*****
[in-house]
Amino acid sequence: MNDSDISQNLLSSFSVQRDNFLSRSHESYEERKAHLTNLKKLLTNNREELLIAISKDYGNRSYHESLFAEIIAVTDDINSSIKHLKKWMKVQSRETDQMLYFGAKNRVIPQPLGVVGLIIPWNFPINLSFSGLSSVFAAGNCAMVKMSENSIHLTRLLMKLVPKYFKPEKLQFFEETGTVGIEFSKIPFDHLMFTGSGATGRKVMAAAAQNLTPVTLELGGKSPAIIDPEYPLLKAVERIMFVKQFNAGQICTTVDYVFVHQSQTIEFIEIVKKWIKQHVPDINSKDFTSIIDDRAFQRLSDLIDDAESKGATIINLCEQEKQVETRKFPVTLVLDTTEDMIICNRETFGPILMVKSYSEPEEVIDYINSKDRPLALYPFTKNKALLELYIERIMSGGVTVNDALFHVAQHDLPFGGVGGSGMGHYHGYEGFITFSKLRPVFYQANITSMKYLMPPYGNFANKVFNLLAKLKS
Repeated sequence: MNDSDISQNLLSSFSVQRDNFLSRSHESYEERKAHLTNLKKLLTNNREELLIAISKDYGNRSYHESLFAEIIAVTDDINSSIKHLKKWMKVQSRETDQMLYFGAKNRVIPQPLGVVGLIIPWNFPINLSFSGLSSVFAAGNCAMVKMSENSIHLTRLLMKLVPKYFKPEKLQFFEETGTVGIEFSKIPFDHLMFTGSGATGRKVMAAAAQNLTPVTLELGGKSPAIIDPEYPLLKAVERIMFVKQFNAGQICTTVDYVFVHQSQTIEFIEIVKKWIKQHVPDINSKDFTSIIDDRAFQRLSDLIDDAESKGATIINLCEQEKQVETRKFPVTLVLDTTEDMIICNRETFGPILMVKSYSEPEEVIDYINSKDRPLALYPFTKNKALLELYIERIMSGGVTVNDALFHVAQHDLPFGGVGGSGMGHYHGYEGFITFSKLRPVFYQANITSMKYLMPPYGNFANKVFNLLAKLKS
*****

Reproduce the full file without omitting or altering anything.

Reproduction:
[in-house]
Amino acid sequence: MNDSDISQNLLSSFSVQRDNFLSRSHESYEERKAHLTNLKKLLTNNREELLIAISKDYGNRSYHESLFAEIIAVTDDINSSIKHLKKWMKVQSRETDQMLYFGAKNRVIPQPLGVVGLIIPWNFPINLSFSGLSSVFAAGNCAMVKMSENSIHLTRLLMKLVPKYFKPEKLQFFEETGTVGIEFSKIPFDHLMFTGSGATGRKVMAAAAQNLTPVTLELGGKSPAIIDPEYPLLKAVERIMFVKQFNAGQICTTVDYVFVHQSQTIEFIEIVKKWIKQHVPDINSKDFTSIIDDRAFQRLSDLIDDAESKGATIINLCEQEKQVETRKFPVTLVLDTTEDMIICNRETFGPILMVKSYSEPEEVIDYINSKDRPLALYPFTKNKALLELYIERIMSGGVTVNDALFHVAQHDLPFGGVGGSGMGHYHGYEGFITFSKLRPVFYQANITSMKYLMPPYGNFANKVFNLLAKLKS
Repeated sequence: MNDSDISQNLLSSFSVQRDNFLSRSHESYEERKAHLTNLKKLLTNNREELLIAISKDYGNRSYHESLFAEIIAVTDDINSSIKHLKKWMKVQSRETDQMLYFGAKNRVIPQPLGVVGLIIPWNFPINLSFSGLSSVFAAGNCAMVKMSENSIHLTRLLMKLVPKYFKPEKLQFFEETGTVGIEFSKIPFDHLMFTGSGATGRKVMAAAAQNLTPVTLELGGKSPAIIDPEYPLLKAVERIMFVKQFNAGQICTTVDYVFVHQSQTIEFIEIVKKWIKQHVPDINSKDFTSIIDDRAFQRLSDLIDDAESKGATIINLCEQEKQVETRKFPVTLVLDTTEDMIICNRETFGPILMVKSYSEPEEVIDYINSKDRPLALYPFTKNKALLELYIERIMSGGVTVNDALFHVAQHDLPFGGVGGSGMGHYHGYEGFITFSKLRPVFYQANITSMKYLMPPYGNFANKVFNLLAKLKS